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Sorry if this is a noob question, but this is the first time i am trying Linux. When I installed Windows XP two years ago i made a partition, which ...
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  1. #1
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    Question Can Linux Ubuntu save files on a Windows partition?


    Sorry if this is a noob question, but this is the first time i am trying Linux.
    When I installed Windows XP two years ago i made a partition, which i wanted to install Windows on. I managed to install it on the other part, and i now have a 20gb empty partition. So, I was just wondering if all files i save from Linux must be stored at the same place as the Linux OS...

    Edgewalker

  2. #2
    oz
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    Welcome to the forums!

    Yes, you can store files on other partitions with Linux.
    oz

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    Thank you for the quick answer, im going to install Linux now, bye

  4. #4
    Linux Newbie previso's Avatar
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    Should be OK if the partition does not have an OS. Many writes/deletes to M$ host from Linux can corrupt the M$ directory tree. I learned the hard way. Same warning when writing to Linux partition from M$.

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    Just Joined! Shannon_VanWagner's Avatar
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    Absolutely Linux can write to windows partitions! I've done this for at least 5 years without any failure.

    You can even install Ubuntu GNU/Linux (ubuntu.com) inside Windows (just put the disk in after you have already booted into windows). When you install Ubuntu using this method, it actually mounts/uses the windows NTFS partition to run from when you boot into it.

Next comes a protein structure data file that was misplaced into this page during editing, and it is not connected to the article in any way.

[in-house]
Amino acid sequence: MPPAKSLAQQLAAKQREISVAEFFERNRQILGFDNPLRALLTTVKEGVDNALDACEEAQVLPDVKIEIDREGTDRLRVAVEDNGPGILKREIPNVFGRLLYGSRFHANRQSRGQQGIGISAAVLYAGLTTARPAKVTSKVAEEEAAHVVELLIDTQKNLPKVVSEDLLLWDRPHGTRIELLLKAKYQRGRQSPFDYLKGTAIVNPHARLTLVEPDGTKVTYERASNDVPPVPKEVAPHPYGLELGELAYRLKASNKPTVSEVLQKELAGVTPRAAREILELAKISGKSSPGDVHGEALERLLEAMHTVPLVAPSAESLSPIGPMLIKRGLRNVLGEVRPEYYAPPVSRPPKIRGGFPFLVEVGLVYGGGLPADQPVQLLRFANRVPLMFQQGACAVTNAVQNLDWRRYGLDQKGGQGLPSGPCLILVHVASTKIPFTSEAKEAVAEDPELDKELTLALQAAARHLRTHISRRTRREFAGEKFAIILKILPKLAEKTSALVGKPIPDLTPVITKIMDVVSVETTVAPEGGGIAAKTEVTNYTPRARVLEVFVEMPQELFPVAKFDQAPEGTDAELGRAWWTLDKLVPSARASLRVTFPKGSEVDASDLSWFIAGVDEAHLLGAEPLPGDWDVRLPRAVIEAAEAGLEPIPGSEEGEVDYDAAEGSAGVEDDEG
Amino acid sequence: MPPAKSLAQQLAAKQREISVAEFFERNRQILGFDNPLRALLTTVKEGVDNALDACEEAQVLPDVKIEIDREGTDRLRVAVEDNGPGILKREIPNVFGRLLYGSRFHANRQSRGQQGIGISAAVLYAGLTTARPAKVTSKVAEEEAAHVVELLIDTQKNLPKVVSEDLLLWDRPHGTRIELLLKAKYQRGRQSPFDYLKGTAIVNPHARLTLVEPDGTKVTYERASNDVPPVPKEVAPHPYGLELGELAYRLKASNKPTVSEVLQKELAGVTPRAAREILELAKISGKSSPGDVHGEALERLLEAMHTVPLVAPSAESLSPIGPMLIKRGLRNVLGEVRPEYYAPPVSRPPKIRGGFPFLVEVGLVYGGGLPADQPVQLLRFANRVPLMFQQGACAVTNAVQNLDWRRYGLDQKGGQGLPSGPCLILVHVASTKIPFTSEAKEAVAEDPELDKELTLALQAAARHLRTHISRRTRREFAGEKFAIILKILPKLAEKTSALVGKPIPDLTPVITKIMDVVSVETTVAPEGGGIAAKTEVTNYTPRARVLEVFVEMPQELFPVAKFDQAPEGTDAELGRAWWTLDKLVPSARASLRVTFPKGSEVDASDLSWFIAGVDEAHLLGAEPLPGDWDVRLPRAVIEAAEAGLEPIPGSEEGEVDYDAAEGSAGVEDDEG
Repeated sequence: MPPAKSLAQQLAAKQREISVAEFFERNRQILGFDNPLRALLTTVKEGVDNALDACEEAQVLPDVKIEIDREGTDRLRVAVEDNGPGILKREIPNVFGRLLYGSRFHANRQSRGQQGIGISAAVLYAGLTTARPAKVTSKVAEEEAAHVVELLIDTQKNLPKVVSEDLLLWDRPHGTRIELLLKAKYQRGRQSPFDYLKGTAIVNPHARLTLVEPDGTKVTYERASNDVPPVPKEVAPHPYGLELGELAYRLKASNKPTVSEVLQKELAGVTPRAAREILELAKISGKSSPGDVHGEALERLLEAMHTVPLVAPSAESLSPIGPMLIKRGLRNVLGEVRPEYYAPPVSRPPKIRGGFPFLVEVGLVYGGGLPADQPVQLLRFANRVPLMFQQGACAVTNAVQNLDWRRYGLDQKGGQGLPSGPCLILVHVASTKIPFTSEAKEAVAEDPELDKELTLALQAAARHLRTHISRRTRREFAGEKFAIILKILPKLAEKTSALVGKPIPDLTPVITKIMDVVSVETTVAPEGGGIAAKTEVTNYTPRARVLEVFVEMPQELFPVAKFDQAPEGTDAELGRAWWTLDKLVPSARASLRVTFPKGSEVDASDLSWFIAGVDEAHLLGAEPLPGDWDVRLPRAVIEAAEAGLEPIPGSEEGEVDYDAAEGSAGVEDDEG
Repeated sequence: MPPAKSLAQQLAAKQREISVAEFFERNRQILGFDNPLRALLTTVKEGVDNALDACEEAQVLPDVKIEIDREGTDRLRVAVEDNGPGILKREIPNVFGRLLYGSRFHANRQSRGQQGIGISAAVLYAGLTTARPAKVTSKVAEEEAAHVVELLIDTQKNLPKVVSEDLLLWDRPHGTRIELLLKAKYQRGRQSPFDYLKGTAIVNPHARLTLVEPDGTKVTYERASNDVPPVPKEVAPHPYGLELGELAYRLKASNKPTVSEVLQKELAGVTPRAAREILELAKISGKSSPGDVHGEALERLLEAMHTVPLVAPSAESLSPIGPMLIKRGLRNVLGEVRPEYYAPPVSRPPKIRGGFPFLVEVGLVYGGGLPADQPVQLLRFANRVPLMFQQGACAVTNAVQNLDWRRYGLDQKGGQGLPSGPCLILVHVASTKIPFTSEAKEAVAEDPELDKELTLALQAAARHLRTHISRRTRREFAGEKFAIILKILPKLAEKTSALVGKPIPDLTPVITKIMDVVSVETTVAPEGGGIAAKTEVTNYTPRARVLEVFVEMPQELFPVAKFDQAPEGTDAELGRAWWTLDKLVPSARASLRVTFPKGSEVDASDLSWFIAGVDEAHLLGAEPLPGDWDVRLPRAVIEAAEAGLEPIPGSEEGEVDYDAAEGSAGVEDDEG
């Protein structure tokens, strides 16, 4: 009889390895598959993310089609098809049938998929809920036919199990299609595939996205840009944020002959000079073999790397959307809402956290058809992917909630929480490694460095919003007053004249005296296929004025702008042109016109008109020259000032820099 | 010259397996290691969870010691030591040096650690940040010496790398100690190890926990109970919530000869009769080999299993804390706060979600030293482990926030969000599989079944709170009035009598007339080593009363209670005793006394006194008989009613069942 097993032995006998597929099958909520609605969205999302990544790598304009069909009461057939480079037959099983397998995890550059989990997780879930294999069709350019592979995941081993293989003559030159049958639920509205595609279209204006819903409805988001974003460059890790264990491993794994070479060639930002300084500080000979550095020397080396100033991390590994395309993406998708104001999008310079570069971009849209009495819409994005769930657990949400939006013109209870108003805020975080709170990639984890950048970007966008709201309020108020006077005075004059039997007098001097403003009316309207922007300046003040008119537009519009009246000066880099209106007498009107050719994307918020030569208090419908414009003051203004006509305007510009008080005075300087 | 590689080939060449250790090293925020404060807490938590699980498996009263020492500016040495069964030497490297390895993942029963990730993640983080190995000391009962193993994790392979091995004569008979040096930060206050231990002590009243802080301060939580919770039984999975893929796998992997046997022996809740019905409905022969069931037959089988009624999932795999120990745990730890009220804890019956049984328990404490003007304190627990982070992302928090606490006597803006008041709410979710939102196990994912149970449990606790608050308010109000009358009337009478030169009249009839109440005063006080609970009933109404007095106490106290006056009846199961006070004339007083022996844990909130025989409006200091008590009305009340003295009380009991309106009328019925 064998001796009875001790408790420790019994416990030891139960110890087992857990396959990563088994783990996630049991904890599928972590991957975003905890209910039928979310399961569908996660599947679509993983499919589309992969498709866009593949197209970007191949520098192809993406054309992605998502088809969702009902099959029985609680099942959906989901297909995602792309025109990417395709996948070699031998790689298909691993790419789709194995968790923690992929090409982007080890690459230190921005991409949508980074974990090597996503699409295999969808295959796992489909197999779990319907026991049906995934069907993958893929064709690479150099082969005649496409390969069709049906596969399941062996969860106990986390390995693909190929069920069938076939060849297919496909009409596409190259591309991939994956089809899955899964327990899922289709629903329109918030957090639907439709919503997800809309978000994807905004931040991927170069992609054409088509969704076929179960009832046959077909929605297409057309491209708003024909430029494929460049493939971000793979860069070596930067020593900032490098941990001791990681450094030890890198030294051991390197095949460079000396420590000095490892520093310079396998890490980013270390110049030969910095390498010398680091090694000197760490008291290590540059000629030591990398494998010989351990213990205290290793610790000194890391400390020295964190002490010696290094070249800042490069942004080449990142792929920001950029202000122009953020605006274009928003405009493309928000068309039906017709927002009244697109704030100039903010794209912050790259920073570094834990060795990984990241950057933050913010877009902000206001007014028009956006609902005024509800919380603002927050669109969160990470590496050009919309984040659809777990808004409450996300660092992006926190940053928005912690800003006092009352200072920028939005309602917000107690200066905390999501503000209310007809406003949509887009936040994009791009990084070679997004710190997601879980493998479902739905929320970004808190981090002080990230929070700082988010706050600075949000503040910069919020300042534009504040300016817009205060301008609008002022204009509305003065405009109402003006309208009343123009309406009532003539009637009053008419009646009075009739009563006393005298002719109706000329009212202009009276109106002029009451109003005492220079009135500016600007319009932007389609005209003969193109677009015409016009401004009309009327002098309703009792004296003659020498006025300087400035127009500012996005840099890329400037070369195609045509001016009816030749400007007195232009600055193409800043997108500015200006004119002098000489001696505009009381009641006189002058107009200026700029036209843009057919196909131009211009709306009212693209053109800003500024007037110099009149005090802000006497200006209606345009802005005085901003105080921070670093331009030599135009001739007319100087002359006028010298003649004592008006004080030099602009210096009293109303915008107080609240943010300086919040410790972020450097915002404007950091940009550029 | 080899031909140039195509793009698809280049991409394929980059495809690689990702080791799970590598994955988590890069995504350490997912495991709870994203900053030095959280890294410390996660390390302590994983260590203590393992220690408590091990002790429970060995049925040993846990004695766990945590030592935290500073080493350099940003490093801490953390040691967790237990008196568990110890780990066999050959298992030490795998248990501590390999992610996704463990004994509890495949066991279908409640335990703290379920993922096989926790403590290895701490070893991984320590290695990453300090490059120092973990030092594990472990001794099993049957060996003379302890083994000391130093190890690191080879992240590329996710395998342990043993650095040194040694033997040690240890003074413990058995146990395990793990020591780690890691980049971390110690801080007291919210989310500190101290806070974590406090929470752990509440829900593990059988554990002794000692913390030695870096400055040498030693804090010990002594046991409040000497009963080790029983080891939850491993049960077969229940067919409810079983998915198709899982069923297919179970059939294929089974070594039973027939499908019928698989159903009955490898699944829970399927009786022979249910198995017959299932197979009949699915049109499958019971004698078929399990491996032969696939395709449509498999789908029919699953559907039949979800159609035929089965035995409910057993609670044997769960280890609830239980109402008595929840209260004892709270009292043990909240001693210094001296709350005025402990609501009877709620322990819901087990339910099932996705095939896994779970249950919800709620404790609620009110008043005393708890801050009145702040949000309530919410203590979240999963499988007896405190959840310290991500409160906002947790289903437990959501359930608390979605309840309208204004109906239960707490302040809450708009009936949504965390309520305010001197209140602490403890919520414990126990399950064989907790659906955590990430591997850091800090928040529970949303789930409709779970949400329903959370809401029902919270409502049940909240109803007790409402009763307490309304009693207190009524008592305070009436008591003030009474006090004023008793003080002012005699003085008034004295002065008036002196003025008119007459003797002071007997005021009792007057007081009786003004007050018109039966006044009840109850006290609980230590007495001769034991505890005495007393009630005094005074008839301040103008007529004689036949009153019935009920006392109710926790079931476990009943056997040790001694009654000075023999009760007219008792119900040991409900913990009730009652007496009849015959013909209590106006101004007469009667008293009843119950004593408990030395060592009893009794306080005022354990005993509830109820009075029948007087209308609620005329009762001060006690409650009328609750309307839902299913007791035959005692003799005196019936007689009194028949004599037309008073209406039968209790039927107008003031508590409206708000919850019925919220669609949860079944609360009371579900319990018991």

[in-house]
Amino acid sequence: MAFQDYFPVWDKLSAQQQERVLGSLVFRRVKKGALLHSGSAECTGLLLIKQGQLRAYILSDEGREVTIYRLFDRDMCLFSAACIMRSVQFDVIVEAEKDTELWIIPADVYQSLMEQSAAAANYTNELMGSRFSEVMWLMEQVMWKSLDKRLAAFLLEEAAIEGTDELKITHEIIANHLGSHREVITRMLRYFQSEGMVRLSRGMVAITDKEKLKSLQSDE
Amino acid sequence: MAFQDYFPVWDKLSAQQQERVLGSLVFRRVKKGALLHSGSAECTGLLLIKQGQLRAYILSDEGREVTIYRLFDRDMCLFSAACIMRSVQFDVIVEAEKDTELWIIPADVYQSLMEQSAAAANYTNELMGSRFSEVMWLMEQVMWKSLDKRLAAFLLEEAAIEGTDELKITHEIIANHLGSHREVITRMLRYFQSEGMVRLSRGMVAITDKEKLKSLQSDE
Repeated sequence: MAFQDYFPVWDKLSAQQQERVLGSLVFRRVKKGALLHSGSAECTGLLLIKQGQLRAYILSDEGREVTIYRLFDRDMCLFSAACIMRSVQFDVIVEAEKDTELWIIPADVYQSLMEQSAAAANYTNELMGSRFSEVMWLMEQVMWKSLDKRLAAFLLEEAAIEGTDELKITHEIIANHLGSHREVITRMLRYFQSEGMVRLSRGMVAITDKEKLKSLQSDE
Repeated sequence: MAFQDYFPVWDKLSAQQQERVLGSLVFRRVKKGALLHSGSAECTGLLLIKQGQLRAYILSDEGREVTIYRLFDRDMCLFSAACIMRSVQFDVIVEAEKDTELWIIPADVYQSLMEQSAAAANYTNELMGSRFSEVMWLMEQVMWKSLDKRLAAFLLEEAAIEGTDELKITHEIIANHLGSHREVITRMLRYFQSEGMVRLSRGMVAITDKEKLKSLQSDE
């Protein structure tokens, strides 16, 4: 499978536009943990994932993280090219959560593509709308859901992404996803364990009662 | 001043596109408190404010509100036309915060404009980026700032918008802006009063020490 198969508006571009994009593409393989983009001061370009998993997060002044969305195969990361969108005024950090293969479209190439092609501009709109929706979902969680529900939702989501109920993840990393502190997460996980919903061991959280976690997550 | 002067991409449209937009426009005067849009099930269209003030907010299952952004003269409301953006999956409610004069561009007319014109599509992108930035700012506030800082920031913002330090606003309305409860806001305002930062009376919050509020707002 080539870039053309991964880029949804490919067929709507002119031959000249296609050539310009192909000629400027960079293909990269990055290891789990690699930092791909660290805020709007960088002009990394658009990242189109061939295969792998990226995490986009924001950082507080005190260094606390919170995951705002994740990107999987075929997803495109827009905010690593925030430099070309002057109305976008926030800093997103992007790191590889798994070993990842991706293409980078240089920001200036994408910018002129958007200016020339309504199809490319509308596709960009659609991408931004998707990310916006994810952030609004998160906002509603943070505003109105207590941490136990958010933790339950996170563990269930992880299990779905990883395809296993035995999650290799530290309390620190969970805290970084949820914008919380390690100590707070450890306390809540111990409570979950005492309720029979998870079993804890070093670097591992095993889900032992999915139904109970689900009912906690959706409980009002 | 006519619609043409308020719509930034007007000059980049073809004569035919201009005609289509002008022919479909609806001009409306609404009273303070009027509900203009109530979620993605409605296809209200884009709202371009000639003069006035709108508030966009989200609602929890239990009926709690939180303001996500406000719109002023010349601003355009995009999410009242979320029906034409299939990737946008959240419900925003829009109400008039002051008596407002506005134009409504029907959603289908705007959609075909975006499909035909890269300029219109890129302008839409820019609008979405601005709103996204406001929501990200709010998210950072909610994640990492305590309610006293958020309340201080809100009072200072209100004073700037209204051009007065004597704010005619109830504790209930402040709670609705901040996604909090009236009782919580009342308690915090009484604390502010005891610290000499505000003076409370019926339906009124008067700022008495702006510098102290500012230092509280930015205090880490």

I use a Linux livecd to recover windows files from a virus-infected/dying machine all the time and it works perfectly.

    Linux is like the uber-admin tool when working with windows. You can even manage your windows partitions with tools such as gparted.

    Congratulations on your freedom!

    Shannon VanWagner
    Last edited by oz; 02-26-2010 at 08:53 PM. Reason: spam removal

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    Mount it inside of Linux and then it's just another partition. Read the manual for the file called /etc/fstab for information about doing it automatically.
    at any command prompt type:
    [you@yourbox ~]$ man fstab
    You can save files to it (or delete them). It's just another drive.

  7. #7
    Super Moderator devils casper's Avatar
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    Ubuntu support NTFS and FAT32 read/write access out of box. You have to mount NTFS Partitions through ntfs-3g.
    Mount command :
    Code:
    sudo mount -t ntfs-3g  /dev/<partition> <mount_point> -o defaults,umask=0
    Or add this code in /etc/fstab file :
    Code:
    /dev/<partition>   <mount_point>   ntfs-3g   defaults,umask=0   0   0
    For FAT32 partition, replace ntfs-3g with vfat.
    It is amazing what you can accomplish if you do not care who gets the credit.
    New Users: Read This First

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    /etc/fstab and the command mount(umount) is very good stuff to read about. That is the oldschool, manual, command line way of doing that. Everyone wanting to be strong in GNU/Linux has to learn that.

    But there is another, newbie friendly way of mounting partitions. If you have installed packages gnome-volume-manager (when you use Gnome) or kdf (when you use KDE), then it is just a point and click to do same things as the /etc/fstab does. I have fairly large amount of packages installed, I suppose, these are the necessary ones.

  9. #9
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    save files there and

    I have a couple of drives both are windblows XP and Linux can see them and store stuff there . . You could go into partition manager and format them ext4 or ext3 ( Gparted )
    under "system" and go to the administration part of the menu and down to the gparted program and find the drive have lots of choices as to how to re do it . .

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